Considering the Cloud in Sunny Madrid
Last week, I attended the 31st International Conference of Data Protection and Privacy Commissioners in Madrid. Government data privacy officials representing 46 countries were there, as well as hundreds of lawyers, corporate privacy officers and advocates from around the globe.
There were plenary sessions and panels on every possible privacy issue but at the center of much of the discussion were the complex and seemingly unanswerable questions about global data flows in an era of cloud computing: What is the right way to protect privacy in an Internet cloud where data flows don’t respect borders? When consumers from around the world place their data in a social networking site based in the United States, which data protection laws should apply? Who should be accountable for data privacy and security when data is collected by one entity and then stored with cloud providers offering storage, processing and software as a service? When those cloud providers move data from server to server, often in multiple jurisdictions, which data protection rules apply and which country may assert jurisdiction over the data when other substantive legal questions arise?
Even in the European Union, where the data controller remains accountable for privacy and security pursuant to the European Data Protection Directive, there is a growing consensus that the Directive’s underlying assumption that data has a fixed location is making the Directive increasingly difficult to apply. There seems to be a growing agreement that there needs to be some international standards or binding instrument that will help to reconcile conflicting data protection regimes.
With this background, the main order of business at the closed session of the data protection commissioners was to consider and adopt the resolution “International Standards on the Protection of Personal Data and Privacy,” which some would like to constitute as the basis for a binding international agreement on data privacy; just this morning an English translation of the final resolution went online. Peter Hustinx, the European Data Protection Supervisor, made clear in remarks at an earlier panel that the document was not intended to address the question of which law applied to data as it moved from one country to another, but rather would define a set of principles and rights that would guarantee the effective and internationally uniform protection of privacy and facilitate the international flows of personal data needed in a globalized world. But there appears to be considerable disagreement as to what such standards will mean in practice. According to the Spanish data commissioner who led the effort, the standards are “soft law” intended to guide the development of privacy protections in countries without protection and build consensus toward a future binding agreement.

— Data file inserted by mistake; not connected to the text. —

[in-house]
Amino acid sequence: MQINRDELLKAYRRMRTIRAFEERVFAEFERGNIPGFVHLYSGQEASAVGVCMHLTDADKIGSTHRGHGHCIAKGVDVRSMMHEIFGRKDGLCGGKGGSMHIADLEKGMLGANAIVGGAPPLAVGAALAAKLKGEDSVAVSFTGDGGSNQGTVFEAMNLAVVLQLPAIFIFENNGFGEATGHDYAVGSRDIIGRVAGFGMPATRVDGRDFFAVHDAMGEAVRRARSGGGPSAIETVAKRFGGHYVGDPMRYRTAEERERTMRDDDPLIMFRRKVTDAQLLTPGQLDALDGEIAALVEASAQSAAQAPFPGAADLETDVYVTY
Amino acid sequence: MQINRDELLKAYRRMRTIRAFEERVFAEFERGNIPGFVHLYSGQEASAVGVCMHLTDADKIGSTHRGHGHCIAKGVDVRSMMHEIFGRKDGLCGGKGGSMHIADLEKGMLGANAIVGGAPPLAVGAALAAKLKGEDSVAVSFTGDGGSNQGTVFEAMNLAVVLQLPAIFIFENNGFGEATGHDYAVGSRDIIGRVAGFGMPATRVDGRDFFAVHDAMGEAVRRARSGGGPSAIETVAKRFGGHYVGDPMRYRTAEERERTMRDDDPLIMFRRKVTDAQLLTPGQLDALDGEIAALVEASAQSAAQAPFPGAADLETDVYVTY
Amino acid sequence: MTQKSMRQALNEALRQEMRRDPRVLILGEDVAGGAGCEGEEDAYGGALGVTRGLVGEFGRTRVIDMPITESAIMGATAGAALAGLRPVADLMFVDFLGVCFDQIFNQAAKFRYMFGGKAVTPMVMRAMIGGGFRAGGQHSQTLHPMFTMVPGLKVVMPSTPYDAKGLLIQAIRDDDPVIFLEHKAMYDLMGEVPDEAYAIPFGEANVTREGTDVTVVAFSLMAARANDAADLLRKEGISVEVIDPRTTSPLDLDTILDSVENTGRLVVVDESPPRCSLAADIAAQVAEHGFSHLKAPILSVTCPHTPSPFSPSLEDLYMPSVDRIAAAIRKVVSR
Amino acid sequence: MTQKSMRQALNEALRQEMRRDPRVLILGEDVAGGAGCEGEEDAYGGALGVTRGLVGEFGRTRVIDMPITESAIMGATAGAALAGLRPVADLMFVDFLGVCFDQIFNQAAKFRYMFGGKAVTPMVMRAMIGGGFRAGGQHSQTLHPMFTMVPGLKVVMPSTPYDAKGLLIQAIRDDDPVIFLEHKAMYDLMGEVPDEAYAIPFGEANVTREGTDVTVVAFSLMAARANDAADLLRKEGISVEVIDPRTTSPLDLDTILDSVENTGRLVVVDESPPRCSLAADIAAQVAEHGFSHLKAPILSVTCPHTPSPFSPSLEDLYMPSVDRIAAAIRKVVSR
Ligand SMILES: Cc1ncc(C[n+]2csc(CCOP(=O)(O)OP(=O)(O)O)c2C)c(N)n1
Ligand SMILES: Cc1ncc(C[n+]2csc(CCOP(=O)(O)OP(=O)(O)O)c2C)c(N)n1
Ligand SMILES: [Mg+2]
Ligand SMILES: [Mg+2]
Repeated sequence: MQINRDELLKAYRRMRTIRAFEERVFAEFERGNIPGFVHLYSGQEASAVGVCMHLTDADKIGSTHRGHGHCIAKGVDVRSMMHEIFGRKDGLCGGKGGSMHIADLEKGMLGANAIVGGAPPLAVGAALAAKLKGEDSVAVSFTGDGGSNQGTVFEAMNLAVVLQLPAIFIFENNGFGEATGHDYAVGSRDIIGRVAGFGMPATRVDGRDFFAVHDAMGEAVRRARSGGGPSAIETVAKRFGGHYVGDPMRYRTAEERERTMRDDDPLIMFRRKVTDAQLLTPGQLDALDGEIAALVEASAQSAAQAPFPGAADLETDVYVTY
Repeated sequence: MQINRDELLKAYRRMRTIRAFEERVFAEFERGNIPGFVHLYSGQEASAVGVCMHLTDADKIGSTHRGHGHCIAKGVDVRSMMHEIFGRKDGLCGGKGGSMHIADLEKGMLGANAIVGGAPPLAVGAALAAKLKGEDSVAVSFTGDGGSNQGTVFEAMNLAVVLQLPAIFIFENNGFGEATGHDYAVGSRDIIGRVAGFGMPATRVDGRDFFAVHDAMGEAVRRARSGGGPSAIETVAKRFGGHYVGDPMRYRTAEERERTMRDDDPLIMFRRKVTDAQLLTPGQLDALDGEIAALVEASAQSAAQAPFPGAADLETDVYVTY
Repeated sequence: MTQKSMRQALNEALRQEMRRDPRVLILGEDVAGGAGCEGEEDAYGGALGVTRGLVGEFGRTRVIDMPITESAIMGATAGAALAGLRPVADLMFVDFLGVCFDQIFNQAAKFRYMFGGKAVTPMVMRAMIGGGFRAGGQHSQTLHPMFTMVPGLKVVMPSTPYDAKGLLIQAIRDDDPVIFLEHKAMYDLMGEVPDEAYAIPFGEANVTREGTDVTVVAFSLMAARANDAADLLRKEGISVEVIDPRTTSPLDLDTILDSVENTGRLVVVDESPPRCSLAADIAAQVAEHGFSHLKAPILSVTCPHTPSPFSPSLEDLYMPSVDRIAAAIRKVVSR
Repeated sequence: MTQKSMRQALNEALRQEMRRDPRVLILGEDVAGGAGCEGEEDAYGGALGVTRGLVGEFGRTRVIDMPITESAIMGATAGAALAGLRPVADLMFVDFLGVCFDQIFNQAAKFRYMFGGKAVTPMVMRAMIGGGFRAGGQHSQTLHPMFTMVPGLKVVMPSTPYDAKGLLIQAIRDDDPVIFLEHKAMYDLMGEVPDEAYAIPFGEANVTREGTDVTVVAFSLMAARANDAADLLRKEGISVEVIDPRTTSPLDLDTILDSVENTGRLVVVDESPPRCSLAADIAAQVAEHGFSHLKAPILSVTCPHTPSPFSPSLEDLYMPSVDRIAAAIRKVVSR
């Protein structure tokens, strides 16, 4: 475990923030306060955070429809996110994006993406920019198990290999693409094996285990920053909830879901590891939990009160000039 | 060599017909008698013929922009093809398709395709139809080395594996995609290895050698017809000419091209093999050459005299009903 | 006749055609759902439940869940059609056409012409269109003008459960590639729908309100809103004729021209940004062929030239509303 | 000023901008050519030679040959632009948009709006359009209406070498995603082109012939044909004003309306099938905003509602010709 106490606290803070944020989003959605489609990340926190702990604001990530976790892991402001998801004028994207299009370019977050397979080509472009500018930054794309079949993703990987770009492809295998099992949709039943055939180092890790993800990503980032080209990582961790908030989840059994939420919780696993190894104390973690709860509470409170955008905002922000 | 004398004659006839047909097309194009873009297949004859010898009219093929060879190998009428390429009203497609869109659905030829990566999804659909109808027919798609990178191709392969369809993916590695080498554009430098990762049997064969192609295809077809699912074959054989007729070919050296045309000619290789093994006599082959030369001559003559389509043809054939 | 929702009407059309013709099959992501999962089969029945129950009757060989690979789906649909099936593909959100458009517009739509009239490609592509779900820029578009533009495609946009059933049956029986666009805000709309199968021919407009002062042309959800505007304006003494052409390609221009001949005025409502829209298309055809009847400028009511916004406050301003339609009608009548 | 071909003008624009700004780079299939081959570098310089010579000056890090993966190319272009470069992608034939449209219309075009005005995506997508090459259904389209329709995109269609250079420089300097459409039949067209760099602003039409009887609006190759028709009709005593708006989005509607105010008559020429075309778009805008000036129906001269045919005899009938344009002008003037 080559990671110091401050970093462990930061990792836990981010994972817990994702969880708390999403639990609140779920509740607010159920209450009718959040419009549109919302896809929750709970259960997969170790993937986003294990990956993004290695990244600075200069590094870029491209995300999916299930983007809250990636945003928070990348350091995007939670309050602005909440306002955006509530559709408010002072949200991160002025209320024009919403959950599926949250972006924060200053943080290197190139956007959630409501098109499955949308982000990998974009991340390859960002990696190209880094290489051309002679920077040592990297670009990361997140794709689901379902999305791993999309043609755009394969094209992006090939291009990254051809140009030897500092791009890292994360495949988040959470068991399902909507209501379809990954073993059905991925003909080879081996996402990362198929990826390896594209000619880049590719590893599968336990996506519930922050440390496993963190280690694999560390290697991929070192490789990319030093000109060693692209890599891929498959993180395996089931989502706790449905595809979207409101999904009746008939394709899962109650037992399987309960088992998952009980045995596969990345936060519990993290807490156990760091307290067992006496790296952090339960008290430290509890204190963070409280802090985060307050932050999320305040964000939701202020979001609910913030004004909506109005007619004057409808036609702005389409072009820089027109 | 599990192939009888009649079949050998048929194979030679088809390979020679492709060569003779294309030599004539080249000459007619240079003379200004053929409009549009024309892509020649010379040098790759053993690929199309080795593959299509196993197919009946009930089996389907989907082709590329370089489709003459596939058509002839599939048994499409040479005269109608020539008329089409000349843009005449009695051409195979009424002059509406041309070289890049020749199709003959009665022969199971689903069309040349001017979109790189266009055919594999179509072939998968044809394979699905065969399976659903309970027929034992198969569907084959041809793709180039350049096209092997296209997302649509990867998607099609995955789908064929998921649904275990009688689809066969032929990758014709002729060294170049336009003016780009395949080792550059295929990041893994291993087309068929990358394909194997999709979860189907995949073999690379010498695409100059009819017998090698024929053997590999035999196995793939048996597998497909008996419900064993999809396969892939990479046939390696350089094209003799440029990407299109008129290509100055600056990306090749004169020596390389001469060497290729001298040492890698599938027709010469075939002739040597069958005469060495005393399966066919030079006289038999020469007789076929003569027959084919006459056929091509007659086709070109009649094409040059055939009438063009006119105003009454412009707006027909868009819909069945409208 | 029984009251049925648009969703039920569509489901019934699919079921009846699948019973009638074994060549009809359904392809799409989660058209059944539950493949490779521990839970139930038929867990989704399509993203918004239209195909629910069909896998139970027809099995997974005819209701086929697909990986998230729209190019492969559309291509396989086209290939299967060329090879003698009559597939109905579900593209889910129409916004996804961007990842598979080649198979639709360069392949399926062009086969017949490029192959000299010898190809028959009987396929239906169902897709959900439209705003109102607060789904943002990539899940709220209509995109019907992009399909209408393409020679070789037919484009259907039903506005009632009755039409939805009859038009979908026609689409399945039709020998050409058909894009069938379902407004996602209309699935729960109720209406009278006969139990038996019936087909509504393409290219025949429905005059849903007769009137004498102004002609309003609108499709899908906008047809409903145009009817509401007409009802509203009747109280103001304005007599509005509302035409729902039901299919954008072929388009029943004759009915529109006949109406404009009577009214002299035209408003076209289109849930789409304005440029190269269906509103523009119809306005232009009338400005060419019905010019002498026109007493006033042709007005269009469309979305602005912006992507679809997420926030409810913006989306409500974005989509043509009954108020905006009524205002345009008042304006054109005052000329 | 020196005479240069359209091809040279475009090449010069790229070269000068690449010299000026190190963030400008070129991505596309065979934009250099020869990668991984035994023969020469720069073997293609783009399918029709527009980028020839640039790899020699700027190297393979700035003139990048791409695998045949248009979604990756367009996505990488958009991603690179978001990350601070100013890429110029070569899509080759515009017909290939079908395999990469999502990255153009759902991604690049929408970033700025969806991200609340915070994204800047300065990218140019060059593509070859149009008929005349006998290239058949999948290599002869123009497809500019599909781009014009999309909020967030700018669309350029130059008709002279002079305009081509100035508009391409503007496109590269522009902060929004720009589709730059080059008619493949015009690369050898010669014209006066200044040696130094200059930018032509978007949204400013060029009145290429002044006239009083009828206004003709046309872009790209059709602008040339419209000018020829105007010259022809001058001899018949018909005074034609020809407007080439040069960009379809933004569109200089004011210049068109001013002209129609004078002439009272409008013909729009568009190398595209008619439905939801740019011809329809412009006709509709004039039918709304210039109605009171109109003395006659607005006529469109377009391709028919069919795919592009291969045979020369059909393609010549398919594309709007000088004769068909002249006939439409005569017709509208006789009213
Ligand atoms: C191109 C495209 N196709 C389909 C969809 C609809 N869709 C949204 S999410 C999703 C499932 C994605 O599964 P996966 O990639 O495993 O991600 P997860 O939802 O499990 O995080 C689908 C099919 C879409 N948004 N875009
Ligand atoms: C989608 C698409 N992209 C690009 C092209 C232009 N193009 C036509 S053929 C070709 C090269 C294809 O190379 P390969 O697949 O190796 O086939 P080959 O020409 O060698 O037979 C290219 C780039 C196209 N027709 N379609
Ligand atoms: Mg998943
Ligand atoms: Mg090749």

However, many others have expressed doubt that such an agreement is either possible or appropriate. And some have criticized the standards as too closely aligned with the European Directive rather than taking the best from other data protection frameworks. In any event, it’s an important start to a needed conversation.